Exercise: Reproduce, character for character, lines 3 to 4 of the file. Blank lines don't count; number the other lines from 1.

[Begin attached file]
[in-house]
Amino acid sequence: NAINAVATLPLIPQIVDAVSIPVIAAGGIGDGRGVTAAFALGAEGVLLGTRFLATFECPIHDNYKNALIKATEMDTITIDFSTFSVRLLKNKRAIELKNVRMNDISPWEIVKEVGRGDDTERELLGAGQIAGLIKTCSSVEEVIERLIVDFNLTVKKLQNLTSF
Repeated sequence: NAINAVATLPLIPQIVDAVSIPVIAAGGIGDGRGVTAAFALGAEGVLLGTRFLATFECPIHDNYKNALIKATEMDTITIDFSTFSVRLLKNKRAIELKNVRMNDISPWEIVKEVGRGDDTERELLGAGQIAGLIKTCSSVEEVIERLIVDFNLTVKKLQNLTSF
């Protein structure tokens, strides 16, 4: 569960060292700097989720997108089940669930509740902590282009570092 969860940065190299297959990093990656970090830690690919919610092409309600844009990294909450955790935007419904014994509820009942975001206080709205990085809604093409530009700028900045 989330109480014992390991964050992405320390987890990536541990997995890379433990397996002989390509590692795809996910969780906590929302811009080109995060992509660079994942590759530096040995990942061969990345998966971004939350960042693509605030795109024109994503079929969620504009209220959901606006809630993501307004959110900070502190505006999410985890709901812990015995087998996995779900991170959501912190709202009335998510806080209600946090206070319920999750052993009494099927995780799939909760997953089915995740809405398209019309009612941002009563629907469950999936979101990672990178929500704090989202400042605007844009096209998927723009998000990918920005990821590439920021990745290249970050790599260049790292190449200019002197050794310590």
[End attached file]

Repeated sequence: NAINAVATLPLIPQIVDAVSIPVIAAGGIGDGRGVTAAFALGAEGVLLGTRFLATFECPIHDNYKNALIKATEMDTITIDFSTFSVRLLKNKRAIELKNVRMNDISPWEIVKEVGRGDDTERELLGAGQIAGLIKTCSSVEEVIERLIVDFNLTVKKLQNLTSF
């Protein structure tokens, strides 16, 4: 569960060292700097989720997108089940669930509740902590282009570092 969860940065190299297959990093990656970090830690690919919610092409309600844009990294909450955790935007419904014994509820009942975001206080709205990085809604093409530009700028900045 989330109480014992390991964050992405320390987890990536541990997995890379433990397996002989390509590692795809996910969780906590929302811009080109995060992509660079994942590759530096040995990942061969990345998966971004939350960042693509605030795109024109994503079929969620504009209220959901606006809630993501307004959110900070502190505006999410985890709901812990015995087998996995779900991170959501912190709202009335998510806080209600946090206070319920999750052993009494099927995780799939909760997953089915995740809405398209019309009612941002009563629907469950999936979101990672990178929500704090989202400042605007844009096209998927723009998000990918920005990821590439920021990745290249970050790599260049790292190449200019002197050794310590």